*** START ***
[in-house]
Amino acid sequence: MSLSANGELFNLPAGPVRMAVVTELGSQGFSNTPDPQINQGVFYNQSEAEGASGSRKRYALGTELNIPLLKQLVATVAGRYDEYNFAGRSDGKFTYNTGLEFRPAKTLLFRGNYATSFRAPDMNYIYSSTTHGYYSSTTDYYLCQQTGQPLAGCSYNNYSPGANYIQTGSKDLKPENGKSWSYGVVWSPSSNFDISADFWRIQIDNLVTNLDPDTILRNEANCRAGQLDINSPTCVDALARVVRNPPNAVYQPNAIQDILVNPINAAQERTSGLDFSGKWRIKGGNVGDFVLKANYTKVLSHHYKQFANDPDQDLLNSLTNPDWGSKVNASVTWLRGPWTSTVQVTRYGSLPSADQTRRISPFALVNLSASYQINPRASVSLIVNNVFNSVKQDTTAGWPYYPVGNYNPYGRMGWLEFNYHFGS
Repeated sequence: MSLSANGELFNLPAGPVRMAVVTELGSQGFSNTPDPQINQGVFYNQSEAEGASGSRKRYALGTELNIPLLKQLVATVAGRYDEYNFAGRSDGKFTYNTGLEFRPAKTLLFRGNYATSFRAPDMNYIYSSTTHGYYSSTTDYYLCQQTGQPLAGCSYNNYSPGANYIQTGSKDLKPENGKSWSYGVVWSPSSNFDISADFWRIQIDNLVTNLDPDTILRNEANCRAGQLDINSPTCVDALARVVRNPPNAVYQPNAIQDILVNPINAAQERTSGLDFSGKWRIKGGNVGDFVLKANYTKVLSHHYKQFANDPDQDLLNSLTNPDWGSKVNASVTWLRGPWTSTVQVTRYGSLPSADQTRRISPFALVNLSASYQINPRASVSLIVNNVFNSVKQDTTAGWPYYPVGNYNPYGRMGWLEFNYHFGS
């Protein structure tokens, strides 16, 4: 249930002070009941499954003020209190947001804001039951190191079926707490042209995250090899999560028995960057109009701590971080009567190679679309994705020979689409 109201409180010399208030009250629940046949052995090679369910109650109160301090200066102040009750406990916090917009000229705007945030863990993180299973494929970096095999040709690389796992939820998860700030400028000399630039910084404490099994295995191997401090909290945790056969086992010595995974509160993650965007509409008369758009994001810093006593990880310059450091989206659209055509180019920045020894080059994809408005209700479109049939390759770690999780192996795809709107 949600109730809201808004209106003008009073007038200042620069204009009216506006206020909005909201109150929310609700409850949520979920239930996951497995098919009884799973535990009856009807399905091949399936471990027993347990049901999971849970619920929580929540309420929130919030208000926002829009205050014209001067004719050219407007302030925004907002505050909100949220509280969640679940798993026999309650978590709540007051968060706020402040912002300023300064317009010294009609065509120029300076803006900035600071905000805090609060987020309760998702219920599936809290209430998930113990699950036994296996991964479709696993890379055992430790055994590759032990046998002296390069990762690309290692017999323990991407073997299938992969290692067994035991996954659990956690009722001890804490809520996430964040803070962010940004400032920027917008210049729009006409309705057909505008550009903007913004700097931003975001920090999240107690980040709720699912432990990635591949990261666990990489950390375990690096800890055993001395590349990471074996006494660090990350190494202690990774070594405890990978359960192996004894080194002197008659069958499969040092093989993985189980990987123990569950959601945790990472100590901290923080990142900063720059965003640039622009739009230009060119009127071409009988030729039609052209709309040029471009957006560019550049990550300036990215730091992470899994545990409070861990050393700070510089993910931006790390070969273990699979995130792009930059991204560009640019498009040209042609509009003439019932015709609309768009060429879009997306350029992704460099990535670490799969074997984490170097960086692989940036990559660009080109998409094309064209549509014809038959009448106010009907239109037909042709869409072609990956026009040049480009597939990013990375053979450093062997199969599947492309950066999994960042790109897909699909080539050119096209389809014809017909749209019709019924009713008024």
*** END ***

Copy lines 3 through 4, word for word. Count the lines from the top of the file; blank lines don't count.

Repeated sequence: MSLSANGELFNLPAGPVRMAVVTELGSQGFSNTPDPQINQGVFYNQSEAEGASGSRKRYALGTELNIPLLKQLVATVAGRYDEYNFAGRSDGKFTYNTGLEFRPAKTLLFRGNYATSFRAPDMNYIYSSTTHGYYSSTTDYYLCQQTGQPLAGCSYNNYSPGANYIQTGSKDLKPENGKSWSYGVVWSPSSNFDISADFWRIQIDNLVTNLDPDTILRNEANCRAGQLDINSPTCVDALARVVRNPPNAVYQPNAIQDILVNPINAAQERTSGLDFSGKWRIKGGNVGDFVLKANYTKVLSHHYKQFANDPDQDLLNSLTNPDWGSKVNASVTWLRGPWTSTVQVTRYGSLPSADQTRRISPFALVNLSASYQINPRASVSLIVNNVFNSVKQDTTAGWPYYPVGNYNPYGRMGWLEFNYHFGS
């Protein structure tokens, strides 16, 4: 249930002070009941499954003020209190947001804001039951190191079926707490042209995250090899999560028995960057109009701590971080009567190679679309994705020979689409 109201409180010399208030009250629940046949052995090679369910109650109160301090200066102040009750406990916090917009000229705007945030863990993180299973494929970096095999040709690389796992939820998860700030400028000399630039910084404490099994295995191997401090909290945790056969086992010595995974509160993650965007509409008369758009994001810093006593990880310059450091989206659209055509180019920045020894080059994809408005209700479109049939390759770690999780192996795809709107 949600109730809201808004209106003008009073007038200042620069204009009216506006206020909005909201109150929310609700409850949520979920239930996951497995098919009884799973535990009856009807399905091949399936471990027993347990049901999971849970619920929580929540309420929130919030208000926002829009205050014209001067004719050219407007302030925004907002505050909100949220509280969640679940798993026999309650978590709540007051968060706020402040912002300023300064317009010294009609065509120029300076803006900035600071905000805090609060987020309760998702219920599936809290209430998930113990699950036994296996991964479709696993890379055992430790055994590759032990046998002296390069990762690309290692017999323990991407073997299938992969290692067994035991996954659990956690009722001890804490809520996430964040803070962010940004400032920027917008210049729009006409309705057909505008550009903007913004700097931003975001920090999240107690980040709720699912432990990635591949990261666990990489950390375990690096800890055993001395590349990471074996006494660090990350190494202690990774070594405890990978359960192996004894080194002197008659069958499969040092093989993985189980990987123990569950959601945790990472100590901290923080990142900063720059965003640039622009739009230009060119009127071409009988030729039609052209709309040029471009957006560019550049990550300036990215730091992470899994545990409070861990050393700070510089993910931006790390070969273990699979995130792009930059991204560009640019498009040209042609509009003439019932015709609309768009060429879009997306350029992704460099990535670490799969074997984490170097960086692989940036990559660009080109998409094309064209549509014809038959009448106010009907239109037909042709869409072609990956026009040049480009597939990013990375053979450093062997199969599947492309950066999994960042790109897909699909080539050119096209389809014809017909749209019709019924009713008024």